Software Announcements


Software Announcements
Behavior Research Methods, Instruments, & Computers
1996, 28 13), 4 6 8 4 7 5
Software Announcements
VIAT: A Windows Program for
Demonstrating Visual-Attention Effects
Visual phenomena have always attracted people's attention. Many of them, such as geometrical illusions, illusory aftereffects, color illusions, subjective contours,
or Gestalt principles, are relatively easy to demonstrate
in textbook figures (see, e.g., Shiffman, 1990). However,
the situation is quite different for phenomena such as apparent movement and others, the demonstration of which
require the rapid presentation of several stimuli. Such
demonstrations are rather difficult to produce and are accomplished usually through the showing of movies. This
is also the case for visual attention, where for the effects
to show up, short stimulus presentation times and highly
flexible stimulus conditions are essential. While research
on attention was boosted by the emergence of computers,
and several interesting visual-attention phenomena have
recently been discovered (see, e.g., Treisman, 1986), it is
hard to find tools for demonstrating them appropriately.
Usually, one has to rely solely on textbook figures.
In order to provide such a tool, I have developed the program VIAT, aimed at demonstrating many interesting phenomena related to visual attention and preattentive processing. The phenomena comprise (1) pop-out in visual
search for targets with attributes such as color, orientation
(global orientation, local orientation contrast), certain
forms and patterns, movement of luminance patterns,
scene-based properties (shading, lighting, 3-D orientation); (2) no pop-out in visual search for movement of isoluminance patterns (needs 256-color video mode), conjunctions (of color and form, color and color); (3) texture
segregation of regions whose elements differ in attributes
such as color, orientation, orientation gradient, crossings,
blob size, number of terminators, statistical properties;
(4) color-word interference; and (5) negative priming.
Within each paradigm, one can display a new stimulus
configuration by simply pushing a mouse button. This allows one to respond to a certain stimulus display by
switching to a new one and to get an impression of the task
difficulty. In the visual-search paradigm, for instance, one
can repetitively switch to a new stimulus display as soon
as one detects the target and thereby observe one's speed
of responding. This procedure is sufficient to demonstrate,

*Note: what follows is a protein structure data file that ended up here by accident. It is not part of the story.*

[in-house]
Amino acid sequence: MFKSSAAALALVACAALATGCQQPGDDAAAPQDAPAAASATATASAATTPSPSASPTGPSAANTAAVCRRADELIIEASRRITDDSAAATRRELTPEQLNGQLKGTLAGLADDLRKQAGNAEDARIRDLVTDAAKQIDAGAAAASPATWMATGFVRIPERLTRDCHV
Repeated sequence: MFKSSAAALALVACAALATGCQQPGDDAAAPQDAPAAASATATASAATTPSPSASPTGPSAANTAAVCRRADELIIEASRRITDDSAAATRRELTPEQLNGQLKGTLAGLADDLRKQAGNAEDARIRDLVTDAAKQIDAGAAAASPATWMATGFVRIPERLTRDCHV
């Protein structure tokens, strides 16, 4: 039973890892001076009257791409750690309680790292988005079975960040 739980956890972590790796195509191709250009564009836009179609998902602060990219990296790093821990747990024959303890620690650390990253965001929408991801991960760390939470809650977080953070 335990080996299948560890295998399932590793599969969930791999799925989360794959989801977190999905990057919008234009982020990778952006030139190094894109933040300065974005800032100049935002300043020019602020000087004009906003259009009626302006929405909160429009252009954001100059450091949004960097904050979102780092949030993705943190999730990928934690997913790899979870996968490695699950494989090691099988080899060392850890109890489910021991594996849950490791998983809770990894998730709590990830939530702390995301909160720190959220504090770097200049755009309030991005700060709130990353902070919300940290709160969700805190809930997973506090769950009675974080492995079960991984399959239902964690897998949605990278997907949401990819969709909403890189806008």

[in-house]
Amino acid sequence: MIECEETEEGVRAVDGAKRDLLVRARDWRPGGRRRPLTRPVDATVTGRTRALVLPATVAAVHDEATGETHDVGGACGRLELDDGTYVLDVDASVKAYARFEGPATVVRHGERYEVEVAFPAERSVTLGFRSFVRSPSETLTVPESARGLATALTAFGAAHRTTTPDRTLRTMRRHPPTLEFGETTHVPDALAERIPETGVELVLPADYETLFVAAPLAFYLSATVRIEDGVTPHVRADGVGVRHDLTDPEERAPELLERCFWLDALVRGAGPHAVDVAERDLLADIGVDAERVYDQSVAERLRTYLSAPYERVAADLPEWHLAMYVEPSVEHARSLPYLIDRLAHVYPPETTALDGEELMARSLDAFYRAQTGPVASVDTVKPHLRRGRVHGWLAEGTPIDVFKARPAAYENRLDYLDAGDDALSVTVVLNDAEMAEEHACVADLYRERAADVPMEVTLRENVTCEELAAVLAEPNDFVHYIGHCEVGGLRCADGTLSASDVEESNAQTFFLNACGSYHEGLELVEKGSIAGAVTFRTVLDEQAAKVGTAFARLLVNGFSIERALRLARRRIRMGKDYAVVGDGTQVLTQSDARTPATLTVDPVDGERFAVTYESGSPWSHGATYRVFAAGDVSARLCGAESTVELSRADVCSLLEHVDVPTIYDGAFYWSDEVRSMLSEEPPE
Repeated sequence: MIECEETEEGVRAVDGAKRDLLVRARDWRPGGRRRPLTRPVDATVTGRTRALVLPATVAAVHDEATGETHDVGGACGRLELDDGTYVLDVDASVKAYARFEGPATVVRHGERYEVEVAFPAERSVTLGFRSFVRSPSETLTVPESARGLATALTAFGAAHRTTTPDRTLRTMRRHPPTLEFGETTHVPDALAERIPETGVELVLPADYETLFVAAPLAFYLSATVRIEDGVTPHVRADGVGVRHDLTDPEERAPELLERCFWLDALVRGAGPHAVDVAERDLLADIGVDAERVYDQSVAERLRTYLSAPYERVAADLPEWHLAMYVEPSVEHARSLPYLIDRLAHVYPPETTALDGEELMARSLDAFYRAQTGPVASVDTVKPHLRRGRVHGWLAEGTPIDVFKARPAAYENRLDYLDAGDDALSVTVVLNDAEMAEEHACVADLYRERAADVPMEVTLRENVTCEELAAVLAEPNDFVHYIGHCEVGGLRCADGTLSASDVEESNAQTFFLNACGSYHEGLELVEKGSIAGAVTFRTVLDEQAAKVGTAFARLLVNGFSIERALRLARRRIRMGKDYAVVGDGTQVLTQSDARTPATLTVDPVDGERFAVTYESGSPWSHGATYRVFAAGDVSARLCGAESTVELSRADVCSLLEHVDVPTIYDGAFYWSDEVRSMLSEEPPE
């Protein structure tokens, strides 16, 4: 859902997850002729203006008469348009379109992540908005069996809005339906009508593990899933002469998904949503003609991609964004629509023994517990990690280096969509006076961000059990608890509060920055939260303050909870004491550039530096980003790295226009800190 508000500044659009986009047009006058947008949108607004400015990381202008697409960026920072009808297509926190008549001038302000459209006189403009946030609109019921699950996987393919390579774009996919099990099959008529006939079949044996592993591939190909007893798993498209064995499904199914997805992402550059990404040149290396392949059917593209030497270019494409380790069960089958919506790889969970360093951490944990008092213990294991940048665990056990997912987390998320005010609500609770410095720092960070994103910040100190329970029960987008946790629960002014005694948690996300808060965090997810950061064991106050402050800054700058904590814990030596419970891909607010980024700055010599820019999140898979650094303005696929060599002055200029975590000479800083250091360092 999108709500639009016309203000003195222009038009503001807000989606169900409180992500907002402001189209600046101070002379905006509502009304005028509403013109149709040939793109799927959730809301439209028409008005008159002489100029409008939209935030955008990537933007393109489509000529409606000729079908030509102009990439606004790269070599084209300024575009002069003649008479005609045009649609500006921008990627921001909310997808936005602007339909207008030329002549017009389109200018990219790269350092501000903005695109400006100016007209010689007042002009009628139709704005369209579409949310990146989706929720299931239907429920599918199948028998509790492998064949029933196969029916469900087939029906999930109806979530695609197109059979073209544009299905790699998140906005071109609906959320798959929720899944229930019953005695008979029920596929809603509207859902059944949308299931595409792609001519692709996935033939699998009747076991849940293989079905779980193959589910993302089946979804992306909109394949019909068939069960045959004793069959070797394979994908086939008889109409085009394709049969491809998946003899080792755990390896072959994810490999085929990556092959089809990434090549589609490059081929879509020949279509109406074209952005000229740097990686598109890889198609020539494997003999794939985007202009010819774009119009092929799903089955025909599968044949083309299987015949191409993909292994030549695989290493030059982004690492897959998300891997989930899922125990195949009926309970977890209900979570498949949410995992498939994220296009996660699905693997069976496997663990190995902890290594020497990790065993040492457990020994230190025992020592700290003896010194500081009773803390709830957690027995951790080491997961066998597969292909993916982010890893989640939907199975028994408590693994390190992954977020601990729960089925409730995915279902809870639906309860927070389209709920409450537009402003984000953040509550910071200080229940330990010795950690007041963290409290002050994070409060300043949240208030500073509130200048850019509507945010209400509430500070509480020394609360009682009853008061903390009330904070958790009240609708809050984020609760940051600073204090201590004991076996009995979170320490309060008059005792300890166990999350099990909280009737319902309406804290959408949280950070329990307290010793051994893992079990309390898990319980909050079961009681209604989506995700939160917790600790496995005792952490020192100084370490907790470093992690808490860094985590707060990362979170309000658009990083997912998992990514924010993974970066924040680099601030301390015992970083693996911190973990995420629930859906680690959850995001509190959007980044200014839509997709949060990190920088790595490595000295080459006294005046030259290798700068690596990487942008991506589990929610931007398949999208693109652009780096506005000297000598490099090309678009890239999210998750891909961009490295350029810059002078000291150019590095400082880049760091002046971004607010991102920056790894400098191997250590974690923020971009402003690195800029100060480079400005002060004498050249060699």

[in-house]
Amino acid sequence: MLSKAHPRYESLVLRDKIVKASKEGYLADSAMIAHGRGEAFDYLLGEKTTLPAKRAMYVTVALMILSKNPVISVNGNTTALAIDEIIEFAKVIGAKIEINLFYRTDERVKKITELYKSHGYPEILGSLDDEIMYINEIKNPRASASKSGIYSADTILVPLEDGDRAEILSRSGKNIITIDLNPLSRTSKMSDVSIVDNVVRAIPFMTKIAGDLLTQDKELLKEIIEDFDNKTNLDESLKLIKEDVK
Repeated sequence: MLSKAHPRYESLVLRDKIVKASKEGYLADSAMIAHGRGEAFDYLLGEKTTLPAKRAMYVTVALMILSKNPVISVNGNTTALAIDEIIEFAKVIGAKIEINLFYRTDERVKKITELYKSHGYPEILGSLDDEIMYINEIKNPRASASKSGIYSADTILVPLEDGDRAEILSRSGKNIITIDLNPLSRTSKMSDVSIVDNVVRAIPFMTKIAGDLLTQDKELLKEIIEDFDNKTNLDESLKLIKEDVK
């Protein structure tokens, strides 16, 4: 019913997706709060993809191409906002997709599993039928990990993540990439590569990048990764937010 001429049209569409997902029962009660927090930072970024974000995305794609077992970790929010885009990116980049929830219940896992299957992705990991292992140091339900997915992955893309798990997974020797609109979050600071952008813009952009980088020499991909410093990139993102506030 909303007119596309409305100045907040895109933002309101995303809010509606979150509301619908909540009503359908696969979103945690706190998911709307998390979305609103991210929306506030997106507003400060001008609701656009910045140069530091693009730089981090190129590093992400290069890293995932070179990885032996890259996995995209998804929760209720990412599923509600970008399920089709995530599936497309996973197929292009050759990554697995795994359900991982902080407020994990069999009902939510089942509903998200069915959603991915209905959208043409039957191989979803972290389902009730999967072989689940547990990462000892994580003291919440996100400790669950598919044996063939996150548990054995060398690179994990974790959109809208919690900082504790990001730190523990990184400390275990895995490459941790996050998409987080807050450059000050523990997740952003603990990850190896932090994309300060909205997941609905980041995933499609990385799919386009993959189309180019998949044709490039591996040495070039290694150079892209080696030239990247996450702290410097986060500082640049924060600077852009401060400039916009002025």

for example, search asymmetries for certain stimulus attributes-that is, response time differences between conditions in which the role of target and distractors are exchanged. Exchanging the role of target and distractors is
accomplished by simply pushing another button.
Since most of the interesting effects can be demonstrated with this simple procedure, data collection is not
provided by the program.
Copyright 1996 Psychonomic Society, Inc.
VIAT runs under the Windows 3.1 operating system
and allows easy manipulation of a number of display parameters. For instance, for visual search one can choose
the number of distractors, element size, and other parameters. It is also possible to import user-created bitmaps
as distractors and targets. This property allows new stimuli to be tested quickly before one runs experiments with
Furthermore, the program allows the user to save the
window area as a bitmap which can then be used, for example, to create transparencies. Finally, an on-line help
file provides at least one reference for each demonstration, where details can be found.
Availability. The program VIAT is freeware and is located as a file (viatl .zip) on a World-Wide Web (www)
page with URL:
viat.htm from where it can be downloaded.
H. R. (1990). Sensation andperception. New York: Wiley.
A. (1986, November). Features and objects in visual processing. Scientific American, 255, 106-1 1 5 .
Ronald Hiibner
Technische ~niversitatBraunschweig
(Manuscript received May 8, 1995;
revision accepted for publication August 16, 1995.)
Utilizing the Sound Blaster 16 Board
for Dichotic Listening Studies
Dichotic listening (i.e., auditory stimuli with two competing stimuli simultaneously presented to the two ears;
see Hugdahl, 1988) has been utilized in studies of attention since its introduction by Broadbent (1954), and in
studes of cerebral lateralization of function since the
original studies of Kimura (1961). A major limitation of
this methodology has been the difficulty of generating
stimuli. With the advent of computers with analog to digital ( N D ) conversion capabilities, automated production
of stimuli became feasible. Until recently, however, only
a few research laboratories had actually acquired adequate hardware and then developed software specific to
their hardware systems to sucessfully produce dichotic
stimuli. AID conversion boards were relatively expensive, and programming to control the boards for dichotic
studies was not trivial. For example, dichotic listening
generation for on-line research was originally imple-

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